Like not qualifying the stringent requirements (say, around product quality, type of products etc.) set by marketplaces, being outcompeted by larger brands/private labels that can afford to spend large budgets to appear on first page results etc. As ONDC looks to break this very monopolistic nature of marketplaces by being truly open & neutral, we could be surprised by the size of supply that gets mobilised to sell online. Whether seller-apps can achieve this in an economically feasible way is yet to be seen.

On high seller acquisition cost for marketplaces, an open-loop system could be the answer as the cost of acquiring a supplier gets transferred from a single seller app to multiple competing players (say, Ola, Uber, Rapido).


Mayank: Sure, but stringent requirements of marketplaces provide a superior buyer experience by weeding out poor quality sellers. In fact, it’s my concern that democratisation of sellers without quality checks will lead to dilution of buyer experience. So, to that extent, it’s a feature, not a bug.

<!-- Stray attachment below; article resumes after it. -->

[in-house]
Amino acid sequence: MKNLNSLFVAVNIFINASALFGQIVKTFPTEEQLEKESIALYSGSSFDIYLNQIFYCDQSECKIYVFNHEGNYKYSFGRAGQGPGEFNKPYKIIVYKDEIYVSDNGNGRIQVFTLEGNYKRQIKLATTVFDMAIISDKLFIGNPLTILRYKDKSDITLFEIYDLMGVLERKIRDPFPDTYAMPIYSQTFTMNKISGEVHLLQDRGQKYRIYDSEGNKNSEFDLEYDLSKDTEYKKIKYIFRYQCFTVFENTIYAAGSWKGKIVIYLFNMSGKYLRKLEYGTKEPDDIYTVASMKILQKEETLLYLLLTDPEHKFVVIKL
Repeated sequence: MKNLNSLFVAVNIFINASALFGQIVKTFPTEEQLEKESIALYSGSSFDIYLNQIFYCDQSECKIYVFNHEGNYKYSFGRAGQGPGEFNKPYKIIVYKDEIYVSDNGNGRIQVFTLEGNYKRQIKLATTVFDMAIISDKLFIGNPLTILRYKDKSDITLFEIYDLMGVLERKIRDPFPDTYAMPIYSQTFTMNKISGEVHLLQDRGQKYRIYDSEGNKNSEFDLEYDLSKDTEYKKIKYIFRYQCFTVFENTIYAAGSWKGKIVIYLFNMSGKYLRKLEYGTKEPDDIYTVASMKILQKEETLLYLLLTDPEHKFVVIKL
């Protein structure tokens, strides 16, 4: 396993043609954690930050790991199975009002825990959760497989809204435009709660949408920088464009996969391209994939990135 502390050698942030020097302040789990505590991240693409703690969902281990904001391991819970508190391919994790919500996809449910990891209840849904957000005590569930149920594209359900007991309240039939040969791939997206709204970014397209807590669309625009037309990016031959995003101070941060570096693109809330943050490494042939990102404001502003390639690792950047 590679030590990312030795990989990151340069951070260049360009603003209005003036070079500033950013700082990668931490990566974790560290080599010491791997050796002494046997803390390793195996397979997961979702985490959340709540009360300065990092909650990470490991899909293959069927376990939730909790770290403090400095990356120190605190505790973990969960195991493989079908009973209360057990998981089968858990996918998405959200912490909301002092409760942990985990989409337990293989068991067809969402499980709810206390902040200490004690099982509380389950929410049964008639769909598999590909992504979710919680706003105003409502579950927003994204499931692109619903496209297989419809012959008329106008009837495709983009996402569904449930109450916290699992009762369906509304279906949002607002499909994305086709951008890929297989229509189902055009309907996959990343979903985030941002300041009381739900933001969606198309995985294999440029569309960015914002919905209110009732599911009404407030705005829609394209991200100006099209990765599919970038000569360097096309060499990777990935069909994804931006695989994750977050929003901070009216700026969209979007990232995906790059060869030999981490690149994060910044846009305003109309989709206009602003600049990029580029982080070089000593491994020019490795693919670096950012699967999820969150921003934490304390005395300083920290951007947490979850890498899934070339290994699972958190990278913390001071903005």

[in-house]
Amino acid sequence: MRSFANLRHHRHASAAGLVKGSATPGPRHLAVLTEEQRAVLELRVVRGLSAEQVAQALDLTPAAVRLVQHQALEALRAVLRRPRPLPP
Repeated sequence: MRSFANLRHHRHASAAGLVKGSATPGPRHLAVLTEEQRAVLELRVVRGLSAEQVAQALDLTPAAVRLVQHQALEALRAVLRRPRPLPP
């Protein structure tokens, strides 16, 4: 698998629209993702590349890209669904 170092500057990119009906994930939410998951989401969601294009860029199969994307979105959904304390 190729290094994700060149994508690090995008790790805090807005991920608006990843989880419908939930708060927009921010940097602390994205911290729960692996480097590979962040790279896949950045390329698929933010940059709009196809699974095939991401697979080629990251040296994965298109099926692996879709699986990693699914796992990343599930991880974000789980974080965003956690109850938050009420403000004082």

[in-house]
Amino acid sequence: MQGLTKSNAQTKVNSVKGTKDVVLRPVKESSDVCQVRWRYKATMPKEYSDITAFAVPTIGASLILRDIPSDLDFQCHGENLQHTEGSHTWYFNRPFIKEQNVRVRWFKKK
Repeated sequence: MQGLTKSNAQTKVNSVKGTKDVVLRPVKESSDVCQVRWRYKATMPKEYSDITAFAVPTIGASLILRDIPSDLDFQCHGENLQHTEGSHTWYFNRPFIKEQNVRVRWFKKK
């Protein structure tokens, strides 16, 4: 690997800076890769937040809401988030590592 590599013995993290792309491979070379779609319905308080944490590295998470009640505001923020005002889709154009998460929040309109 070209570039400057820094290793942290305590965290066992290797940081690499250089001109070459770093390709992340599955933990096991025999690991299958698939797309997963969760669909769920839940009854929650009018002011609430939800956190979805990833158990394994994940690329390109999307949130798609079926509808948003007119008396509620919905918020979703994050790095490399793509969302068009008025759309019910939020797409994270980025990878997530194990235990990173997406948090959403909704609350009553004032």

I also agree with small sellers not having the ad budgets to market themselves, but this has nothing to do with closed loop or open loop. It’s a side effect of having many sellers on a platform which leads to “problem of plenty”. Sellers then need to distinguish themselves from the herd through ads.


Rupali: Surely, marketplace restraints help in meeting the quality expectations of buyers. But I also believe that the benefits of a 10x (if not more) wider assortment could outweigh the drawbacks of having a few low quality sellers onboard.


Mayank: Rupali, you make an interesting point of trading quality for a 10x assortment. I have a philosophical point to make here i.e. online marketplaces need to maintain a threshold level of quality for it to work. It’s unfair, in my view, to expect online to have the same assortment as offline. Online doesn’t provide for physical inspection, touch and feel, product trials – like offline, and thus carries a much higher trust bar than offline, and it’s completely unreasonable to believe that all 100M offline sellers will be online.

Mayank: In addition, I have concerns on the ability of ONDC to deliver consumer NPS. I strongly believe that if accountability is split between multiple parties, it becomes no one's accountability, and unlike closed loop marketplaces (Eg. Flipkart, Zomato) who own customer experience end to end, ONDC divides accountability across three parties i.e. buyer app, seller app and 3PL.